The nationwide experiment will initially include around 100,000 volunteers.
Newly constructed ramps will expand the habitat available to a colony of water voles in London, and similar ramps elsewhere could encourage isolated populations to mix.
March 20, 2013|
WIKIMEDIA, PETER TRIMMINGConservationists in London, England, are building a series of miniature ramps to allow water voles currently restricted to a pond to get into the Grand Union Canal, where they can enjoy manmade, vegetation-filled floating islands, reported BBC News.
As part of its attempts to arrest the decline in water voles in the United Kingdom over the past few decades, the Canal and River Trust is installing wooden ramps for the benefit of a small colony living by a pond in Ealing, west London. Currently, tall steel sheets along the edge of the adjacent Grand Union Canal prevent the voles from accessing the waterway, but the conservationists behind the project are confident the animals will soon be using their tiny bridges to expand their horizons.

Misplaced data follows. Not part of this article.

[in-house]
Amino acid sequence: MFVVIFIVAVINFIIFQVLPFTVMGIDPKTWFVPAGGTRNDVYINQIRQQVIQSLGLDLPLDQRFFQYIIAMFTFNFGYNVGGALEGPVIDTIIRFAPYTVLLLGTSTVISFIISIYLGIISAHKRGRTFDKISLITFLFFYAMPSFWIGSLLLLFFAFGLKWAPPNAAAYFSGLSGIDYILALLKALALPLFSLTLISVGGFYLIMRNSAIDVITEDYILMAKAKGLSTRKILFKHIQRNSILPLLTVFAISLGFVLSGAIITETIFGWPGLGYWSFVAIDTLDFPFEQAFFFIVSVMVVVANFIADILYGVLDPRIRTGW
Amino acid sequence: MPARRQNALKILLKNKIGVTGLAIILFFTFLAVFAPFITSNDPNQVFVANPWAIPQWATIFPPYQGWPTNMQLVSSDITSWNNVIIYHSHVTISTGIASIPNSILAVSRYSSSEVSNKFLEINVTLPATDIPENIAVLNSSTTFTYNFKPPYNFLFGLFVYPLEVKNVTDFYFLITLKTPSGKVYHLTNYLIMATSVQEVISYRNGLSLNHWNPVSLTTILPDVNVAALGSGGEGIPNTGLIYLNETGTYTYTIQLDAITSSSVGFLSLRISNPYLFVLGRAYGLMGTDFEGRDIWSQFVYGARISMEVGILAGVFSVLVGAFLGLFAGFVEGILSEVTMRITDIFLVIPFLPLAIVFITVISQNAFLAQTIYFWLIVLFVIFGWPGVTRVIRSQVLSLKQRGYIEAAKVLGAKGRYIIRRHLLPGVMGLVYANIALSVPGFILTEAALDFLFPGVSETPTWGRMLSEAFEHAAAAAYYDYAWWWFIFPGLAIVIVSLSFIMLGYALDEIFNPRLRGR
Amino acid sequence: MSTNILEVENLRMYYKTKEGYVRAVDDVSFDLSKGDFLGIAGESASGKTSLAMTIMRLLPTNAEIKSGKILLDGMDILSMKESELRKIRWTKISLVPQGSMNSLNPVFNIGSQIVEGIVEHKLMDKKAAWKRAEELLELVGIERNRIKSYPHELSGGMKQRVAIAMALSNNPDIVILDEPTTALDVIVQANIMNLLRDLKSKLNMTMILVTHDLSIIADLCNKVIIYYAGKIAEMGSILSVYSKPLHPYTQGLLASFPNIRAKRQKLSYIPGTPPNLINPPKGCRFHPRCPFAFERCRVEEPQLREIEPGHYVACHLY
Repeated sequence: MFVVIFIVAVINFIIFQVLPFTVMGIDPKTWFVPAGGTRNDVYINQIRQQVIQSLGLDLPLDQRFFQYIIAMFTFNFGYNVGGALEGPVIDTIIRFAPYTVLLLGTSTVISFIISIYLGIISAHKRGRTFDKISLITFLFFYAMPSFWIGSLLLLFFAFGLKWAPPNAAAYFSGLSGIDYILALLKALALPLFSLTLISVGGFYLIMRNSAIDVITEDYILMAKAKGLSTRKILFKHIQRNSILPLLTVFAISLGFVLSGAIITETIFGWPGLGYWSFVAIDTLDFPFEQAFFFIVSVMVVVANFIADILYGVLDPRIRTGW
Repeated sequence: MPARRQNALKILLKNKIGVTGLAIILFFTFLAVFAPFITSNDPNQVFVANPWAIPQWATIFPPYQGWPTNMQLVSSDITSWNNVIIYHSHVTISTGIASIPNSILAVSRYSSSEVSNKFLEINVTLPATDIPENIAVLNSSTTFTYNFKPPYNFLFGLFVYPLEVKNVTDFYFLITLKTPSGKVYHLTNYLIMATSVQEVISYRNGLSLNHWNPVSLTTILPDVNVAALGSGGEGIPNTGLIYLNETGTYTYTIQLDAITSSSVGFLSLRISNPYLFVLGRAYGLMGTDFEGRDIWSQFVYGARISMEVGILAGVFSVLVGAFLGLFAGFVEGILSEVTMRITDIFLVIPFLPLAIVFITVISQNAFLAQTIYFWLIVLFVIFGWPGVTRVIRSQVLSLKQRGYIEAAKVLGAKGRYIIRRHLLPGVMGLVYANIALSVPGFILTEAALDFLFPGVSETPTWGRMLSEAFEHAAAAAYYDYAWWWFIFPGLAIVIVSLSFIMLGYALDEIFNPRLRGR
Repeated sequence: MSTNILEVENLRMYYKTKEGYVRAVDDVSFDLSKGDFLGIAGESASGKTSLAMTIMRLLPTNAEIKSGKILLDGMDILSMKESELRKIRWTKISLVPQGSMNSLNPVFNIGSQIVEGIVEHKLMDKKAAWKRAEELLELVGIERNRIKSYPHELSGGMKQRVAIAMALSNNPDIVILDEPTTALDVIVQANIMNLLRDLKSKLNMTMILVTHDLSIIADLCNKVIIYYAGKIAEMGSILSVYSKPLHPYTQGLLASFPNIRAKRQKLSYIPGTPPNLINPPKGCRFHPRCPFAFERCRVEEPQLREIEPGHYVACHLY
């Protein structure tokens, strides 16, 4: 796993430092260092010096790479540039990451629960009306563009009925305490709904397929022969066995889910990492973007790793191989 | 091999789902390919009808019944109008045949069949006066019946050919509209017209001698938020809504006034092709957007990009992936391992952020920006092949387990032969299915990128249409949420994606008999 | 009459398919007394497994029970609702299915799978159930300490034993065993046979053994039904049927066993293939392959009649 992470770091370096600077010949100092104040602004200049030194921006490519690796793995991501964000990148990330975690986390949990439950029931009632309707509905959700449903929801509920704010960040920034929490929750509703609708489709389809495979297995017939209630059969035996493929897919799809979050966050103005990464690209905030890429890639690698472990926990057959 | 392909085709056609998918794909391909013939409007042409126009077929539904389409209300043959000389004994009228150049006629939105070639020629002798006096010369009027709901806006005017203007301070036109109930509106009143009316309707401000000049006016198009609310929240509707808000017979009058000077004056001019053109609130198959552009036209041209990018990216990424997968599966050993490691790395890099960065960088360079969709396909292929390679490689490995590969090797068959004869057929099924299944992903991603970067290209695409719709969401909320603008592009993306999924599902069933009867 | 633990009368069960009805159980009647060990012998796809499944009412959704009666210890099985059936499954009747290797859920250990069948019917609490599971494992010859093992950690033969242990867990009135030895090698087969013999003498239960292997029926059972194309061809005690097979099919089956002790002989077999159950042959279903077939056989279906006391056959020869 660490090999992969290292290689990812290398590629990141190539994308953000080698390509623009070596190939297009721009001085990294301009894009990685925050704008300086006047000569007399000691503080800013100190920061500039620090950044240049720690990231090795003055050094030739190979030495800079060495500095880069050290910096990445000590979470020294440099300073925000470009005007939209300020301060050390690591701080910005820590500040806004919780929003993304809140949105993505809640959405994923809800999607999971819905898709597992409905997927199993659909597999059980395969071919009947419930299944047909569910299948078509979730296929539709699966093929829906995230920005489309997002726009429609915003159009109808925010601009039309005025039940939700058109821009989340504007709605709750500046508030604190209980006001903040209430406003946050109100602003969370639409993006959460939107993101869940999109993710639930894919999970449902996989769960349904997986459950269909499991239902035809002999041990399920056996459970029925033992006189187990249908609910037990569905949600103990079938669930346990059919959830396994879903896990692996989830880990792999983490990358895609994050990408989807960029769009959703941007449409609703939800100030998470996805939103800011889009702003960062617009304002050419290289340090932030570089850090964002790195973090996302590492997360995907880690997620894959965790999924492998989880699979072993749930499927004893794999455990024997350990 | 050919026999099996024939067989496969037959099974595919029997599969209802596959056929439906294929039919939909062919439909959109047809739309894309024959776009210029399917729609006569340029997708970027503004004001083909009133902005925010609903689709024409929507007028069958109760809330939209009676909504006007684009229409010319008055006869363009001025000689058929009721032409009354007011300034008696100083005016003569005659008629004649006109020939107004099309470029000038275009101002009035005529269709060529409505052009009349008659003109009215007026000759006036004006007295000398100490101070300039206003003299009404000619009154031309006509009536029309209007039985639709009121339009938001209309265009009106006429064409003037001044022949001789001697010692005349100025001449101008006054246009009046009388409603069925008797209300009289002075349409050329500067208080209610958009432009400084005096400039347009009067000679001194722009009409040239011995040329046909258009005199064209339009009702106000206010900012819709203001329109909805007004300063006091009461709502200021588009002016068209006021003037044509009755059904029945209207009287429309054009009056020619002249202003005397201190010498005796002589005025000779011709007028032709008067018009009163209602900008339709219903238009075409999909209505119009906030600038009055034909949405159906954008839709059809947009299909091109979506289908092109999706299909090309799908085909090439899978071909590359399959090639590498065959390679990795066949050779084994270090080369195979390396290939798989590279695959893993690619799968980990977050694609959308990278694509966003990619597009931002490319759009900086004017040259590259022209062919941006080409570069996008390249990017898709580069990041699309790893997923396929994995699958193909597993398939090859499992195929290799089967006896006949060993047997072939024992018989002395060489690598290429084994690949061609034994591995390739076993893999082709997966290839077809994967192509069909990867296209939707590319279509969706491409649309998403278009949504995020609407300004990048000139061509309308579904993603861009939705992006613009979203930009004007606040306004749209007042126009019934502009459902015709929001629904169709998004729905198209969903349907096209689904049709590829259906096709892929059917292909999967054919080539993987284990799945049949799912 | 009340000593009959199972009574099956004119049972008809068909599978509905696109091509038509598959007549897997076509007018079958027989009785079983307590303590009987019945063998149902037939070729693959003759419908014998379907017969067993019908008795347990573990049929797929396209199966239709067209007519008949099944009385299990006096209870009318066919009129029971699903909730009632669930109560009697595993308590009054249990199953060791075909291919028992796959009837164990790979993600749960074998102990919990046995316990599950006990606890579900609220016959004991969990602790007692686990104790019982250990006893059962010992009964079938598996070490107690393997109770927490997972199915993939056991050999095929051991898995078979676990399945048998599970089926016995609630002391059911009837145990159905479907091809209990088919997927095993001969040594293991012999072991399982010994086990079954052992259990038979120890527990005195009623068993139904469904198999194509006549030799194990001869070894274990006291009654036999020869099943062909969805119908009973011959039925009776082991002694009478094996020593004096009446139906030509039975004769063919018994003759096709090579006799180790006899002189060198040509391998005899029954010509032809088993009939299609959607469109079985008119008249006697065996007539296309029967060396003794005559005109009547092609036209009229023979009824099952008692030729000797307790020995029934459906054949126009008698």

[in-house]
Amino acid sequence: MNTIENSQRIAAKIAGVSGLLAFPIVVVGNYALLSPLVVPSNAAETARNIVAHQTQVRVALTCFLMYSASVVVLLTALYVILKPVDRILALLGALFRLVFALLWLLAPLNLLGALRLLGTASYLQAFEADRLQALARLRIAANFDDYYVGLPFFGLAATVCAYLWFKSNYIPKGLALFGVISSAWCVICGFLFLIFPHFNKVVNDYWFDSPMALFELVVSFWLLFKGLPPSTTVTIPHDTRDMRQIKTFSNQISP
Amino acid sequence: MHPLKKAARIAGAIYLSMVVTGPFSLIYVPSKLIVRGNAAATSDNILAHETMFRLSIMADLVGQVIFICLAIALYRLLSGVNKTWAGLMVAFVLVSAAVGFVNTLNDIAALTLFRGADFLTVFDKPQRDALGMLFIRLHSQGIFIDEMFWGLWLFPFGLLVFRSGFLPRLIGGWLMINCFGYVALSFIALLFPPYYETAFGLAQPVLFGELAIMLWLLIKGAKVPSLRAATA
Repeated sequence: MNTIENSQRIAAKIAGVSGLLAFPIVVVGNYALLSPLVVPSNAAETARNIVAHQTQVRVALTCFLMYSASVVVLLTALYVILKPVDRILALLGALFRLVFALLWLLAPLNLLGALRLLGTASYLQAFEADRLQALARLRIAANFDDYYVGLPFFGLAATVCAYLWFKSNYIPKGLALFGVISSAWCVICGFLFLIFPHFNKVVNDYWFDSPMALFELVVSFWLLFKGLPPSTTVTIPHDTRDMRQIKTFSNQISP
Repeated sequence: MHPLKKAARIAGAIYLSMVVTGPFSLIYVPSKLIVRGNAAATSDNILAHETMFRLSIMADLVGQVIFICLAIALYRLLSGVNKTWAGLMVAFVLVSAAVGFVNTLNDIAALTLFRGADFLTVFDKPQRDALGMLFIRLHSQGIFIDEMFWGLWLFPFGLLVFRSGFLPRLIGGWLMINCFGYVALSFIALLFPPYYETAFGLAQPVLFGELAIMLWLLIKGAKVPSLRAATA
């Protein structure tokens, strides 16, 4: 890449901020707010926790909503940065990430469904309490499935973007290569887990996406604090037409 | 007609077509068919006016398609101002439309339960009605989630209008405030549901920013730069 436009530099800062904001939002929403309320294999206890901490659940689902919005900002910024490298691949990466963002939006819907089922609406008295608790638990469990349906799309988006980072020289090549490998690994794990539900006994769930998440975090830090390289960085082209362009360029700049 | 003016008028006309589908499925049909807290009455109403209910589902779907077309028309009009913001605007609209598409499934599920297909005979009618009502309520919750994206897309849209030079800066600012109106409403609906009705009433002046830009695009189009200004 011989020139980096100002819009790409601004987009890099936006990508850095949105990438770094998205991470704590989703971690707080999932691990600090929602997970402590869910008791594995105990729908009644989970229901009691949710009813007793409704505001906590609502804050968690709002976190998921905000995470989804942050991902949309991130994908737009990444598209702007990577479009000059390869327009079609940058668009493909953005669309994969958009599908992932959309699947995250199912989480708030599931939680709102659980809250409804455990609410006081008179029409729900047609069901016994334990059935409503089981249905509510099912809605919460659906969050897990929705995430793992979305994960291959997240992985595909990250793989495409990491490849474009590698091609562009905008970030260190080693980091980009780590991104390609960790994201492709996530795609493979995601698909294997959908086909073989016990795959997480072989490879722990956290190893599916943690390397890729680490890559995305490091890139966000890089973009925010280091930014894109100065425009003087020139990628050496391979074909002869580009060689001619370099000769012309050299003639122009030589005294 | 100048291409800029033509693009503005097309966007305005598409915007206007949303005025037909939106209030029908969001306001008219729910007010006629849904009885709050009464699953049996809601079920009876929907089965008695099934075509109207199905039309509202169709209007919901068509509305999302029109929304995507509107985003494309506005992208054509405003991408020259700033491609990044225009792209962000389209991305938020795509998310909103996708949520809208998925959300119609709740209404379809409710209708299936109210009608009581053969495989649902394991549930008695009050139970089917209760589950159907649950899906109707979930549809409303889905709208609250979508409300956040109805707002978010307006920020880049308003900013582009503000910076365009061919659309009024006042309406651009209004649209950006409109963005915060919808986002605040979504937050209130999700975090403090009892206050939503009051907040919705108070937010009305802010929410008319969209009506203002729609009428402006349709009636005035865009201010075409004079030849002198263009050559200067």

If the scheme is successful, similar ramps could eventually be used across the country in an attempt to encourage the mixing of isolated populations. “A lot of our water voles are in very small population groups which are fragmented,” meaning they can become genetically isolated, Canal and River Trust ecologist Leela O’Dea told the BBC. “So it is really important to try to look at linear and lateral corridors to get the voles moving amongst themselves because we'll improve the genetic diversity and also improve their breeding habitat . . . improving their chance of surviving.”